The young optician examining my eyes spoke with a slight Spanish accent. I asked him where he came from and he told me that he was from Seville but now lived in Edinburgh, explaining that it was just too hot to live in southern Spain. A gain for Scotland and a loss for Spain – he was very competent and had a manner of explaining the issues that would put some of my own colleagues to shame. Another reminder of the folly of Brexit and the unlamented Johnson. The Cole Porter song came to me, and an image of a sweating Ella Fitzgerald singing – 'it's too darn hot'.
As I write, we are going through an unusual heatwave. Another European tale, from about 15 years ago during another heatwave. I was speaking to a Greek friend, a chest physician from Athens, and mentioned the current problems they were having with illness and deaths provoked by air pollution. He told me that most were apparently caused not by pollution but by heat stroke in people who had no means of keeping cool.
Going further back, in the 1990s I chaired a UK Government committee charged with advising on air quality standards. Those of us who remembered the gross pollution of the 1950s found it a bit difficult to understand how current pollution in UK (less than a milligram of carbon particles inhaled per 24 hours) could possibly cause heart attacks, and some argued that the issue was really temperature change, both very hot and very cold temperatures being associated with increases in deaths across populations.
Eventually it became apparent that both pollution and temperature played a part, and we were able to come up with a plausible explanation of the effects of low dose air pollution that is now generally accepted. But heat remains a killer, almost exclusively of the elderly with heart and lung disease but occasionally of babies. It has now been shown that, while cold weather is also associated with increased death rates, for every degree Celsius above 19⁰C, the death rate among the elderly rises by between 3% and 4%. As we have also seen, hot weather tempts the unwary into cold water and drownings occur among the young.
The warming effects of the Earth's atmosphere, retaining some of the heat from the sun, enabled life to develop and we have all adapted to the conditions in which we live, be we Inuit or native Australian or anyone living between these two climatic extremes. Since observations by Fourier and Tyndall in the 19th century, it has been known that the atmosphere has the capacity to retain heat. That it was warming progressively was first pointed out by a Swedish scientist, Svente Arrhenius in 1896.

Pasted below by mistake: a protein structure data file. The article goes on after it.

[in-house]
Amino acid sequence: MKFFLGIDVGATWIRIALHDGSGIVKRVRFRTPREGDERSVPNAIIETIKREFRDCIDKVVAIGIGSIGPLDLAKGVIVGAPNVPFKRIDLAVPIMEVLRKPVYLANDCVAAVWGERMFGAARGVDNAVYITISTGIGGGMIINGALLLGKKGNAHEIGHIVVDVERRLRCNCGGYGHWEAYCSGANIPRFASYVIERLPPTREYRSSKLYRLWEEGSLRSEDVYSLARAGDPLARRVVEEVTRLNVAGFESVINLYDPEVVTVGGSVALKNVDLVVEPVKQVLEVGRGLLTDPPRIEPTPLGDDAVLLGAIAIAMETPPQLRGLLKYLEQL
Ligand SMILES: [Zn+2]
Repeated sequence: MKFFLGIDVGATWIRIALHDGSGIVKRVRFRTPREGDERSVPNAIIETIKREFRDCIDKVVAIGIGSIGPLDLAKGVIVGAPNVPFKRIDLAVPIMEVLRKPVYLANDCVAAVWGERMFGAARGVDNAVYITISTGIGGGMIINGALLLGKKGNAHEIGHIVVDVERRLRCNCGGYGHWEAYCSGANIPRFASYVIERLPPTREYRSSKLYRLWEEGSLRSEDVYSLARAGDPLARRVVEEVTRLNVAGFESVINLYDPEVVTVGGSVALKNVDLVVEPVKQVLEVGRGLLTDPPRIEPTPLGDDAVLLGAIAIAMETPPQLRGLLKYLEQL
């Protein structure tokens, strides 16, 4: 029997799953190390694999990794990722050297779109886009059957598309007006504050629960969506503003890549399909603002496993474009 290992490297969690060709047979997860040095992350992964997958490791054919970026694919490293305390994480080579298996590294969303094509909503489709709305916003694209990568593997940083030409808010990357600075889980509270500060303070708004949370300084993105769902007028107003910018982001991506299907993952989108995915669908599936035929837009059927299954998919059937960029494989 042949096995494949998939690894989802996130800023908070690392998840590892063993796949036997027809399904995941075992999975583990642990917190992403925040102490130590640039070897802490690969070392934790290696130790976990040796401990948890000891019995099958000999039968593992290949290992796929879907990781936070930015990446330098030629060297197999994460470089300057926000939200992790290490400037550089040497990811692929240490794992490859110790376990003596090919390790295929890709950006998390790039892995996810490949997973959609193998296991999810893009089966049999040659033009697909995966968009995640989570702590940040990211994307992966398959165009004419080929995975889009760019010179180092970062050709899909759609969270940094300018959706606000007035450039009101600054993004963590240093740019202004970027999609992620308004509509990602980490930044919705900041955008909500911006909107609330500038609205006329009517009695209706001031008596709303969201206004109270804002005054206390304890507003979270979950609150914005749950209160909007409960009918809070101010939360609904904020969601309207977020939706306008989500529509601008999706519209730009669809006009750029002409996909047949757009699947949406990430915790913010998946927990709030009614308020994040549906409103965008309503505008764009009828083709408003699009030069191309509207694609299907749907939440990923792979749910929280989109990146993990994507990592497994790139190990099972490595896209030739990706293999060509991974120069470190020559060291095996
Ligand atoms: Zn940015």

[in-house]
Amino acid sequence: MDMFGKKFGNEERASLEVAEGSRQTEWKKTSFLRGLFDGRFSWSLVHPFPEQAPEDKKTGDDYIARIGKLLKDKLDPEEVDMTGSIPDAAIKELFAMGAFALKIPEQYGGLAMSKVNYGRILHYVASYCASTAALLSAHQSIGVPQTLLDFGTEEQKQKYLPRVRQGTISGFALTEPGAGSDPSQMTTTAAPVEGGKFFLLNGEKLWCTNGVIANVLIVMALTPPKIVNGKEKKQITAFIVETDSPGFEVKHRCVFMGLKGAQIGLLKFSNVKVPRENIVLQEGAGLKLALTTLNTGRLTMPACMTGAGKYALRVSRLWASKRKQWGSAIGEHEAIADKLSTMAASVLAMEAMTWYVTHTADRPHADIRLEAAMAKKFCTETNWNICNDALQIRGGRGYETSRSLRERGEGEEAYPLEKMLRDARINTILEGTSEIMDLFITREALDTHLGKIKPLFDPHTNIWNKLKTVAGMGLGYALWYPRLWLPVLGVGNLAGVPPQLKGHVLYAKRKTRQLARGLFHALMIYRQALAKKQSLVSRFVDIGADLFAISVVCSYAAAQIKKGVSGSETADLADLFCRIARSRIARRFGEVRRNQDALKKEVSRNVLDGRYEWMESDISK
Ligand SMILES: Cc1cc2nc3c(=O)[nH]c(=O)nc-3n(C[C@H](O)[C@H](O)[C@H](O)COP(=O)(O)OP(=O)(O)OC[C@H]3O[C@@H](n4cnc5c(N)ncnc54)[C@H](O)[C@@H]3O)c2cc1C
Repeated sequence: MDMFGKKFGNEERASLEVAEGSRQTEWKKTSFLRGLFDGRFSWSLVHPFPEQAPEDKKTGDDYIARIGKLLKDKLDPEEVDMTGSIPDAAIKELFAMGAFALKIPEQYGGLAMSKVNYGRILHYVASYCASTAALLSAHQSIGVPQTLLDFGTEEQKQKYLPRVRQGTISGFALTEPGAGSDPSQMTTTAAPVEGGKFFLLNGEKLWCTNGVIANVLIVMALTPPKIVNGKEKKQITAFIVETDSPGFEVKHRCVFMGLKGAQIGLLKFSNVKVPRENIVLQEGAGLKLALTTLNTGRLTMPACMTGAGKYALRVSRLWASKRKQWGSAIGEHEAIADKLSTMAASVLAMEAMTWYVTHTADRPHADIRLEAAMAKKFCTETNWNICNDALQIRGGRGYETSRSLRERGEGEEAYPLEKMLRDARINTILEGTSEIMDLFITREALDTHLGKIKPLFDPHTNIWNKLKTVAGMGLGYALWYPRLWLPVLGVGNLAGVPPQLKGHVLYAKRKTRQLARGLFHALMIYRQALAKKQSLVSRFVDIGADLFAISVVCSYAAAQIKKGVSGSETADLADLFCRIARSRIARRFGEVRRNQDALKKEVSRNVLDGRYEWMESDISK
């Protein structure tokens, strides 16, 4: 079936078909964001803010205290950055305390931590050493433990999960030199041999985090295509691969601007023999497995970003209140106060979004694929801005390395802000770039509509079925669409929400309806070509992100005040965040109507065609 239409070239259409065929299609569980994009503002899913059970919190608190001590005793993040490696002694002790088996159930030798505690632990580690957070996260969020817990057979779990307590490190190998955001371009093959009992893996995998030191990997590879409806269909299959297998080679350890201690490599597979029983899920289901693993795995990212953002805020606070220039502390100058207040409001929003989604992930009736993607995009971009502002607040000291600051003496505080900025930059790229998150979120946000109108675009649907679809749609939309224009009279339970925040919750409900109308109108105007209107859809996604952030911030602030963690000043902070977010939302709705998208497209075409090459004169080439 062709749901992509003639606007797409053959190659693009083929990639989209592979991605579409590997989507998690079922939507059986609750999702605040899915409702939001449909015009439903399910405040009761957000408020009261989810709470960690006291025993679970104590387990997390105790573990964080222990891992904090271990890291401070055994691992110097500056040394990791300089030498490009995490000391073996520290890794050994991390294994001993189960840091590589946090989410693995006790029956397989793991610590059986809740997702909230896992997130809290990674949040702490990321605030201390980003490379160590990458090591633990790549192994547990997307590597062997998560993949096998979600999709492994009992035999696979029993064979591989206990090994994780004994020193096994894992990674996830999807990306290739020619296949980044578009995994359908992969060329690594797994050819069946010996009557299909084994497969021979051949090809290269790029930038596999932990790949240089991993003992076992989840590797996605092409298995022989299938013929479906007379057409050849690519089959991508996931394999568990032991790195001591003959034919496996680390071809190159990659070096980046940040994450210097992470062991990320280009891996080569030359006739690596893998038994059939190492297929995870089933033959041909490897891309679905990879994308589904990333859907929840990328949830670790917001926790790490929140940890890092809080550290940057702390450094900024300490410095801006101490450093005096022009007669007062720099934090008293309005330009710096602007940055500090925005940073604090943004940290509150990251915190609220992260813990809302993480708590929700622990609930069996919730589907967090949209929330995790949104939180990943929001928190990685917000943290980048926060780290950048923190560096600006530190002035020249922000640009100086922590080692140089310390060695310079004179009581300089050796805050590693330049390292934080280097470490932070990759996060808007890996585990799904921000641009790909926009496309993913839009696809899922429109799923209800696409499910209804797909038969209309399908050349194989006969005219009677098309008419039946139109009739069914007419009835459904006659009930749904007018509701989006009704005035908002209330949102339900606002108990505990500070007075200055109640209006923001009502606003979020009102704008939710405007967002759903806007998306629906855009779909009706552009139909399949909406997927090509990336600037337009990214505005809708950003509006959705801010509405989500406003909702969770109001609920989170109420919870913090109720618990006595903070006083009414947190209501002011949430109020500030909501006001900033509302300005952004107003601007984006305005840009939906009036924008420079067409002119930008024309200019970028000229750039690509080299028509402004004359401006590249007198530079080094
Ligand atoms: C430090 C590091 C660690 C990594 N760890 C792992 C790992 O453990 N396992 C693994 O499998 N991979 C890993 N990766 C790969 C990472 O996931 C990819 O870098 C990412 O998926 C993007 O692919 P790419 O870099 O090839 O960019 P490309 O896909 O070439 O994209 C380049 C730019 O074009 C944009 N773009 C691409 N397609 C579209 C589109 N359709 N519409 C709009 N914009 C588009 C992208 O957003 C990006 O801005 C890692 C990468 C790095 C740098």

In 1938 an English engineer, Guy Callender, suggested that the oceans were likely to fail in their role of absorbing all the CO2 we were producing, and that progressive temperature rise would be expected. The rise in greenhouse gases, mainly CO2 and NO2 from combustion and methane from farming and extractive industries, is firmly established as the primary cause of climate change. It is now close to reaching a tipping point which threatens the survival of civilisation.
Civil society depends on an even temperature and a supply of food, water and energy. All are now being disrupted worldwide. Failure of any one of these leads inevitably to migration, from drought, flooding, crop failure, starvation and civil unrest. Arrhenius took the optimistic view that rising temperatures would enhance the agricultural productivity of northern climes and he was probably right up to a point. Putin will know this, and with Russian grain, oil and gas, climate change is on his side; they make a formidable opponent which politicians would do well to understand.
It is now time to change our behaviour radically. We all know what to do and it demands sacrifices. Within very few years there will be no more buying petrol or diesel, no more foreign travel by air, much less meat-eating, cooler well-insulated homes, and the development of personal circular economies. We cannot afford to leave this until tomorrow or to hope everyone else will do it; it is the responsibility of each one of us to change our lifestyles accordingly. Putin's war has brought this into sharp focus, and he will be the winner ultimately if we and our politicians do not grasp the opportunity that he has forced upon us, of managing to shift to a carbon-free economy without his, or indeed our own, fossil fuels.
Humans run on a temperature of around 37.5⁰C and we cannot survive for long if the ambient temperature is consistently greater than this. We cannot survive without rain, nor obviously can we live underwater or in space, whatever billionaires speculate. Think of Australia, where will people there go when the temperature rises further? Or Bangladesh, as the ocean covers most of its agricultural land? Or all those Pacific islands? Were it not for Brexit, Scotland would now be in a position to welcome many more bright young southern Europeans who wish to work and live in our currently mild climate. Migration is inevitable and will increase; we cannot afford to waste the talents of the displaced and must learn to take advantage of it.
With James Watt and Adam Smith, we started climate change and its effects on our climate, and food costs are already becoming apparent; we must lead the way to slowing it down and keeping the hope alive of saving civilisation, before it really gets too darn hot to manage.
Professor Seaton's book, Farewell King Coal,
Dunedin Press, explains these issues in more detail.
Anthony Seaton is Emeritus Professor of Environmental and Occupational Medicine at Aberdeen University and Senior Consultant to the Edinburgh Institute of Occupational Medicine. The views expressed are his own